A first meeting between American duo Coco Gauff and Madison Keys didn’t disappoint despite a sluggish start by the latter, as the US Open 2017 runner-up rallied back from a set down to outlast Gauff and earn her first WTA Final in two years. She’ll play training partner Alison Riske in tomorrow’s finale, after the 31-year-old benefited from a walkover vs. Tamara Zidansek.
Keys earns first WTA Final since Brisbane in January 2020
Keys bt. Gauff (#3) 3-6, 6-3, 7-5
The story of a topsy-turvy quarter-final late yesterday was Keys having her serve broken for the first time in the tournament midway through her three-set tussle with Ludmilla Samsonova.
She recovered well enough to knock out the eighth seed in a deciding set, but had an uphill battle to climb after 12 minutes against her exciting teenage compatriot Coco Gauff.
3-0 down and having failed to take any of the three break back opportunities on offer, the 26-year-old was rightly frustrated that things were rapidly slipping away. Importantly though, she saved two break points in the next game while putting pressure back on the teenager.
While Keys’ forehand was flagging, Gauff had no such issue and maintained an assertive stranglehold on a set that never looked like slipping from her grasp. 6-3 in 34 minutes, could she importantly sustain those high levels? Would Madison clean up her worrying error frequency?
To start set two, Keys had Gauff working overtime to cover ground aplenty but the 17-year-old – determined and unfazed – defended well, posing questions her elder duly answered.
As the rally length increased, Keys found her flow and was noticeably playing much better too, hitting the corners more and starting to unsettle Gauff with sustained success. Soon enough, she seized a break point opportunity and the tables had certainly turned by this stage.
Winning nine of the next eleven points, Keys stormed into a 4-1 set two lead and Gauff was scrapping to keep things competitive. Her serve was dicey to say the least, errors flying and giving the 2017 US Open runner-up renewed confidence things were shifting in her favour.
They certainly had, reiterated by a thunderous return ace to wrap up a set lasting 35 minutes but probably feeling longer for a discontent Coco, who saw another promising advantage disappear.
After a big sigh between points, Gauff muttered “what am I doing wrong?” – she couldn’t quite understand how things had swung so heavily against her after such a purposeful start.
Keys’ forehand was firing and she was content to outlast her in the longer exchanges, finally in control of the fearsome power powering her past Elina Svitolina and others already this week.
Gauff gift-wrapped her a break point and she didn’t need to return a ball for it either, another costly double-fault (7) drawing groans from the crowd as Keys had one foot in the final at 4-2.
After being 1-of-9 on break point opportunities, the bullish teenager got the break back at 4-3 and was finding her groove again.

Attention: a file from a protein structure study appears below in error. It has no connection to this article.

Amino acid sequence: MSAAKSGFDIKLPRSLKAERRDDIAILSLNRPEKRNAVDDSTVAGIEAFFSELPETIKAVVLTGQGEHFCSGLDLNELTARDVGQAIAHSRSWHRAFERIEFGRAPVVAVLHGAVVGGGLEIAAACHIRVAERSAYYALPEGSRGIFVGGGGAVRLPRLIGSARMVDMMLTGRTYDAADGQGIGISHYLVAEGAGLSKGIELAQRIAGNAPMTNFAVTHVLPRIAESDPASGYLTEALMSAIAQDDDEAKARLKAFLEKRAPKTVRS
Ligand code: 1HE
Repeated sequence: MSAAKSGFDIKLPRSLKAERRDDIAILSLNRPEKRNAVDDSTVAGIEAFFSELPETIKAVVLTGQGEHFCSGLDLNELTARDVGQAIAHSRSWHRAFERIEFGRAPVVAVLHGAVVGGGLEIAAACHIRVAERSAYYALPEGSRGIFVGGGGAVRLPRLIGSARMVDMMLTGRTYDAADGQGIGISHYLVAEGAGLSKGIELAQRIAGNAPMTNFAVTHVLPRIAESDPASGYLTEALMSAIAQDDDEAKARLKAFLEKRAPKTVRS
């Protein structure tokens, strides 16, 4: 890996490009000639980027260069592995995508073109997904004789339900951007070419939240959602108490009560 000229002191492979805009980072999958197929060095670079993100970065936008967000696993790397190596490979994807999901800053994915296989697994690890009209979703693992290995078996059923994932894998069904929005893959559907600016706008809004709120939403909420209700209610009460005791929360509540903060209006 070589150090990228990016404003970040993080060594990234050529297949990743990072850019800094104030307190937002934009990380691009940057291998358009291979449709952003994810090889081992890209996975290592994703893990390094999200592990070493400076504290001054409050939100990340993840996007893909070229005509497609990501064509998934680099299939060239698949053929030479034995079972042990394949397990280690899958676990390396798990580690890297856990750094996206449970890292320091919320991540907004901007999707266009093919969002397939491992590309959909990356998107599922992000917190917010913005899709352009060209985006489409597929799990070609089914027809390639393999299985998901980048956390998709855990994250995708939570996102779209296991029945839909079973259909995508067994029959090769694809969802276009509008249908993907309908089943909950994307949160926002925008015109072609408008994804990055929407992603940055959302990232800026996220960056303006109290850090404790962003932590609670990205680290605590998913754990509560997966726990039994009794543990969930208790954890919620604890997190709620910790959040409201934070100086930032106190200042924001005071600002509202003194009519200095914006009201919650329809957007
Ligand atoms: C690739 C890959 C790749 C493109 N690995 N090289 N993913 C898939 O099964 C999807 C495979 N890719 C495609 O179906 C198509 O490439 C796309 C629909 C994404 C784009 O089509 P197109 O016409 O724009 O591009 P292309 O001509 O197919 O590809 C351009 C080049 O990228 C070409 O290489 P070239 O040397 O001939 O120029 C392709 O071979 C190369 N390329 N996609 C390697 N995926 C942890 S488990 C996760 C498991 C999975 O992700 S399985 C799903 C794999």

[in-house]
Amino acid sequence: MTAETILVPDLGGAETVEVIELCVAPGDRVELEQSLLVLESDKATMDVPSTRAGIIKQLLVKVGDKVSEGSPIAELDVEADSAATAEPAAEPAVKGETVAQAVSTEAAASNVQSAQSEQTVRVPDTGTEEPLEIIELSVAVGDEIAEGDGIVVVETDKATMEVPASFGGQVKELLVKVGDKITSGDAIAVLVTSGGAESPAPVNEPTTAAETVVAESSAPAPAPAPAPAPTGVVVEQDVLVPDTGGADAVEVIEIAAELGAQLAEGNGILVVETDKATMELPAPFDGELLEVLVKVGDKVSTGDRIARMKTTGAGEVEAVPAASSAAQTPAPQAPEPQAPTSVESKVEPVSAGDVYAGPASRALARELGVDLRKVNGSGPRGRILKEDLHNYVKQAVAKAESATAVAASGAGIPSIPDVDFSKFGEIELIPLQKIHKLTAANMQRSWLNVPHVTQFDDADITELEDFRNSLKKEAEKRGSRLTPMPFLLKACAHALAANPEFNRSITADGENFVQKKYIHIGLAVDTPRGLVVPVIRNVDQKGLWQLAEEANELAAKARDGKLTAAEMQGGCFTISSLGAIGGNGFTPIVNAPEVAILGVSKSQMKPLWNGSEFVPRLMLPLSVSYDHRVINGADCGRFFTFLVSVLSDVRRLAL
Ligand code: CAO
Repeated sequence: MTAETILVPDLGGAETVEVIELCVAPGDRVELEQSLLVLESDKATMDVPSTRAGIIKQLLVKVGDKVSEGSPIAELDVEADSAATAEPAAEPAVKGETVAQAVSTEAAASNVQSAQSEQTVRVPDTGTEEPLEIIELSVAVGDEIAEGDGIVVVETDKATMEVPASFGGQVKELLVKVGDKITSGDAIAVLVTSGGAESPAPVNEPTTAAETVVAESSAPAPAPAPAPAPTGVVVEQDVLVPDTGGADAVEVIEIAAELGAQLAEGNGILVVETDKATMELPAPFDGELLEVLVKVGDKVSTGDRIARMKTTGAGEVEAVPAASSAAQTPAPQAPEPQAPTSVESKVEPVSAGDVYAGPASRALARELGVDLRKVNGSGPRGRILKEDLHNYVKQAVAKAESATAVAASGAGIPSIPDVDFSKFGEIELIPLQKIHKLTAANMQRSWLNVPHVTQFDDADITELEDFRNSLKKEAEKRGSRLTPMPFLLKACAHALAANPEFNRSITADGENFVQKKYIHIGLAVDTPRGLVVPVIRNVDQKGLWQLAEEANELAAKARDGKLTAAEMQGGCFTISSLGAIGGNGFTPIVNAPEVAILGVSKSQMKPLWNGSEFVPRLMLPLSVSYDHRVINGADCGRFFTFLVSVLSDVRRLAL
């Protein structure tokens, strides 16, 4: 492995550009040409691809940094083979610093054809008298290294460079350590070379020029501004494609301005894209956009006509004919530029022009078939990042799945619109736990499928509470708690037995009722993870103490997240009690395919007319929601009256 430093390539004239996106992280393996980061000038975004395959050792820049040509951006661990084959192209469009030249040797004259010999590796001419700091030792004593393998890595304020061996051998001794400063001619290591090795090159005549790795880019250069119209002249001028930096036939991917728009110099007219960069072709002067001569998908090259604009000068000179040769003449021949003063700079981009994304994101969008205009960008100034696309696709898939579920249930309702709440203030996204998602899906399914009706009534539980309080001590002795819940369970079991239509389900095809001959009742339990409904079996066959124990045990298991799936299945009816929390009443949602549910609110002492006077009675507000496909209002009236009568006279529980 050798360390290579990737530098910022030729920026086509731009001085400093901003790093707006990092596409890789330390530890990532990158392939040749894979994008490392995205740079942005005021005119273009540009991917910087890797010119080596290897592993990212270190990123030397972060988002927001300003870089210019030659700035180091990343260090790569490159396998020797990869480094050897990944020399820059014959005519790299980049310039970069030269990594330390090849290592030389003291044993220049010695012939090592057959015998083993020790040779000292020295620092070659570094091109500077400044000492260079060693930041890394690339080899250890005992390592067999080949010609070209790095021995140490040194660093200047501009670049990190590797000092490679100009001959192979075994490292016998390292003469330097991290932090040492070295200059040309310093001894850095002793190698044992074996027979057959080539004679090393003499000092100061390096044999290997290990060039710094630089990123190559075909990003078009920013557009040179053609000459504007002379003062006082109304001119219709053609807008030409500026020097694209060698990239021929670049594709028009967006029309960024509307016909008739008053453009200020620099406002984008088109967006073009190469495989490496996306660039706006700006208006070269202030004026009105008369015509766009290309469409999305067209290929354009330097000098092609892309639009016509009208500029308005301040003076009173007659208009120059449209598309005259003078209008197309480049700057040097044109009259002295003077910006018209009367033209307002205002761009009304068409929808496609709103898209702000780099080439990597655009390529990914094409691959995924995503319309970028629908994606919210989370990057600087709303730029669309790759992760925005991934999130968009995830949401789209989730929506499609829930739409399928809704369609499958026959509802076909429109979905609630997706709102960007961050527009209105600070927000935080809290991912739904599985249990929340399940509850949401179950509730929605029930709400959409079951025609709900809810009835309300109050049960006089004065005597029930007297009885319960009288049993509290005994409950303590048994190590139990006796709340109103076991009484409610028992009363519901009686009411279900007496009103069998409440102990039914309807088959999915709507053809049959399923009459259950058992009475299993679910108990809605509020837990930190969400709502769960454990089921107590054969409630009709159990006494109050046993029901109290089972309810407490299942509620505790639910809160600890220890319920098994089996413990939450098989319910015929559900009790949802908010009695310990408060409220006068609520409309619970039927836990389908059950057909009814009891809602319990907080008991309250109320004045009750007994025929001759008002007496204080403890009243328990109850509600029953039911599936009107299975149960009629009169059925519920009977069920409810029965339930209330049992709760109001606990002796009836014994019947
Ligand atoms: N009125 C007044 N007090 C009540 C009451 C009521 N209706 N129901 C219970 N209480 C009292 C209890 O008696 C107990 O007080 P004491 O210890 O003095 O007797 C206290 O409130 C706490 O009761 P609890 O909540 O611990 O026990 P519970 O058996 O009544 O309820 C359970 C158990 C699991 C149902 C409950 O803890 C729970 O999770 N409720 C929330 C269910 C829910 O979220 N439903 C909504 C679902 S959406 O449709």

A forehand down-the-line winner and gutsy deft drop shot, the latter while break point down, were the pick of the shots as she differed between a big miss and an equally big winner.
Suddenly, it was 4-4 and this match up for grabs once more.
Gauff did everything but close it out, mixing timely aces with yet more stuttering serves. Keys responded, finishing with another furious forehand which Coco had no answer for. As we’ve seen time and again, against the world’s best, a faltering serve will be gladly pounced upon.
Keys recorded 12 more unforced errors (52 – 40) but that stat didn’t matter, because Gauff ran out of steam at precisely the same moment her opponent was surging back into proceedings. From there it was anyone’s game and the smallest of margins usually settle tightly-contested matches.
“Coco’s a phenomenal player, I knew I was going to have to play some of my best tennis. You have to win the point two or three times, after the first set I did well to reset, stay in the moment and I’m happy to be in a Final.
[Alison Riske next, thoughts?] I don’t know how many competitive matches we’ve played, but we practice and train with each other all the time, it’s gonna be a tough match, I’m just really happy to start the year off on a great foot.”
- Keys reflects after another hard-fought win, this time against a fresh opponent
Keys currently holds a 5-1 H2H record against Riske, but has also recorded more than double her match time by comparison this week with injuries and walkovers. Will that sharpness help or hinder her, given they’ve had three-set matches in each of the last three previous meetings?
Other warm-up tidbits…
With 12 match points between them, French Open champion Barbora Krejcikova (#3) responded well to conceding a bagel (6-0) set, showing nerves of steel to save seven separate match points and topple Anett Kontaveit.
She’ll play Indian Wells champion Paula Badosa (#5) in tomorrow’s final, after the Spaniard backed up her Bencic win dropping just four games against Daria Kasatkina earlier today.
Andy Murray channelled his frustration the right way, after gifting Reilly Opelka (#4) a rather tense first set in his semi-final. He was 5-1 down in the tiebreaker, levelled it at 6-apiece before playing a needless backhand slice into the net which allowed the big American to close it out.
He responded by breaking Opelka early in set two, and almost did the same in the deciding set, winning 6-7, 6-4, 6-4. A first meeting with last year’s Australian Open semi-finalist Aslan Karatsev awaits next, after the top seed outlasted Dan Evans in three hours, nine minutes.
Picture source: Getty Images